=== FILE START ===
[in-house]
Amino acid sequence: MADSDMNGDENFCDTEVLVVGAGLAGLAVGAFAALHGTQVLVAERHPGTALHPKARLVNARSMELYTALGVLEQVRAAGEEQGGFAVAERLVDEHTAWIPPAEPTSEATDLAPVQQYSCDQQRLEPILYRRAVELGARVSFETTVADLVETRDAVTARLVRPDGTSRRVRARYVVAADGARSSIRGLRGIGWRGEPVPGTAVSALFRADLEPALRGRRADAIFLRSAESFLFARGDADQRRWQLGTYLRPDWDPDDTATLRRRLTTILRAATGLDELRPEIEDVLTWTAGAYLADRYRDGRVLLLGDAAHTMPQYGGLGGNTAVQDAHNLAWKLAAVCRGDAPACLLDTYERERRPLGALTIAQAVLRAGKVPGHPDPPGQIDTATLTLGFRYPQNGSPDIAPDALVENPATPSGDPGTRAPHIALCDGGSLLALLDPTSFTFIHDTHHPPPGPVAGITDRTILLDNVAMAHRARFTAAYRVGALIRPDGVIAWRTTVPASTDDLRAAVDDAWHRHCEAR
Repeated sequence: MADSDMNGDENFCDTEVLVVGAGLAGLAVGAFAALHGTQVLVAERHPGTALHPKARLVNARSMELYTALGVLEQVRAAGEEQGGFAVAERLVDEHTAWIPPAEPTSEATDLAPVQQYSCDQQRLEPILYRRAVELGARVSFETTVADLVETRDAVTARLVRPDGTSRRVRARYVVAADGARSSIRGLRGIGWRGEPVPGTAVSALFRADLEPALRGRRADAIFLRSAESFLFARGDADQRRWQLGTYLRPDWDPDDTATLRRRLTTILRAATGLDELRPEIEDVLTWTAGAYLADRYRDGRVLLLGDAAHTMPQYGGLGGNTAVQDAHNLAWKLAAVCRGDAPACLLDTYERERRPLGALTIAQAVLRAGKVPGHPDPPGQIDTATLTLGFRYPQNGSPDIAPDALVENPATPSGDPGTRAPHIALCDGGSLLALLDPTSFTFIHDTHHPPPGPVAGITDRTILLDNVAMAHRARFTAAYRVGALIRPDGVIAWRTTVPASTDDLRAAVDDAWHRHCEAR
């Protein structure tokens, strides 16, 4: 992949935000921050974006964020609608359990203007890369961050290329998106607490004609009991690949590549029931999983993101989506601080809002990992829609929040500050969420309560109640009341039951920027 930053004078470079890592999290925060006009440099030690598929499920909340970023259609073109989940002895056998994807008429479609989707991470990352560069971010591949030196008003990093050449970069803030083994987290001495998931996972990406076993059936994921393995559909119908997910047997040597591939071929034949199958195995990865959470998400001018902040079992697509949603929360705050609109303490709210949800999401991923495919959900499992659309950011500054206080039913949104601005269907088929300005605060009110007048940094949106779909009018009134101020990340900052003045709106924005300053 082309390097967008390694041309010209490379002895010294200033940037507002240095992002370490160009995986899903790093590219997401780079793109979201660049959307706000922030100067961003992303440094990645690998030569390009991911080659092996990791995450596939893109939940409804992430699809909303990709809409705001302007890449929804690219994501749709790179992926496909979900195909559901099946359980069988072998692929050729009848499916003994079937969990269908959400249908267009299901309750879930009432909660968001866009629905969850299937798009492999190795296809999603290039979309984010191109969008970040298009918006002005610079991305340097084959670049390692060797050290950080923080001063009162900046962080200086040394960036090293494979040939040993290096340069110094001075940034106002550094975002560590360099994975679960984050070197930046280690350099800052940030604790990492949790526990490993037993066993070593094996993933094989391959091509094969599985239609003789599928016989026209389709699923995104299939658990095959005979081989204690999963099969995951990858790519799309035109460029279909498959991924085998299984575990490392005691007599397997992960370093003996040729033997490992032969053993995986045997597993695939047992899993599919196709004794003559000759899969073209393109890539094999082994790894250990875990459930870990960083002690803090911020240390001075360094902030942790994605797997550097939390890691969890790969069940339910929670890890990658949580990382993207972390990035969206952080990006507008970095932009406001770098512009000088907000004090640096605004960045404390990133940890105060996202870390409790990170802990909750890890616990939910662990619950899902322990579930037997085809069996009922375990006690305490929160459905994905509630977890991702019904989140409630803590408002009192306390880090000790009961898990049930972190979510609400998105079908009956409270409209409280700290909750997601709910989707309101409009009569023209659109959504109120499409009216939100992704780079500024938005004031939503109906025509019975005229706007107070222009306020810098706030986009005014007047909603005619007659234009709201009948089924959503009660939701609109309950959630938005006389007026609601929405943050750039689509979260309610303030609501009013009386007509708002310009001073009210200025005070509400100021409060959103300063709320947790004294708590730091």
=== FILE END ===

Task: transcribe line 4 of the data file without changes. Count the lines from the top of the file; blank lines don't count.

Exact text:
């Protein structure tokens, strides 16, 4: 992949935000921050974006964020609608359990203007890369961050290329998106607490004609009991690949590549029931999983993101989506601080809002990992829609929040500050969420309560109640009341039951920027 930053004078470079890592999290925060006009440099030690598929499920909340970023259609073109989940002895056998994807008429479609989707991470990352560069971010591949030196008003990093050449970069803030083994987290001495998931996972990406076993059936994921393995559909119908997910047997040597591939071929034949199958195995990865959470998400001018902040079992697509949603929360705050609109303490709210949800999401991923495919959900499992659309950011500054206080039913949104601005269907088929300005605060009110007048940094949106779909009018009134101020990340900052003045709106924005300053 082309390097967008390694041309010209490379002895010294200033940037507002240095992002370490160009995986899903790093590219997401780079793109979201660049959307706000922030100067961003992303440094990645690998030569390009991911080659092996990791995450596939893109939940409804992430699809909303990709809409705001302007890449929804690219994501749709790179992926496909979900195909559901099946359980069988072998692929050729009848499916003994079937969990269908959400249908267009299901309750879930009432909660968001866009629905969850299937798009492999190795296809999603290039979309984010191109969008970040298009918006002005610079991305340097084959670049390692060797050290950080923080001063009162900046962080200086040394960036090293494979040939040993290096340069110094001075940034106002550094975002560590360099994975679960984050070197930046280690350099800052940030604790990492949790526990490993037993066993070593094996993933094989391959091509094969599985239609003789599928016989026209389709699923995104299939658990095959005979081989204690999963099969995951990858790519799309035109460029279909498959991924085998299984575990490392005691007599397997992960370093003996040729033997490992032969053993995986045997597993695939047992899993599919196709004794003559000759899969073209393109890539094999082994790894250990875990459930870990960083002690803090911020240390001075360094902030942790994605797997550097939390890691969890790969069940339910929670890890990658949580990382993207972390990035969206952080990006507008970095932009406001770098512009000088907000004090640096605004960045404390990133940890105060996202870390409790990170802990909750890890616990939910662990619950899902322990579930037997085809069996009922375990006690305490929160459905994905509630977890991702019904989140409630803590408002009192306390880090000790009961898990049930972190979510609400998105079908009956409270409209409280700290909750997601709910989707309101409009009569023209659109959504109120499409009216939100992704780079500024938005004031939503109906025509019975005229706007107070222009306020810098706030986009005014007047909603005619007659234009709201009948089924959503009660939701609109309950959630938005006389007026609601929405943050750039689509979260309610303030609501009013009386007509708002310009001073009210200025005070509400100021409060959103300063709320947790004294708590730091």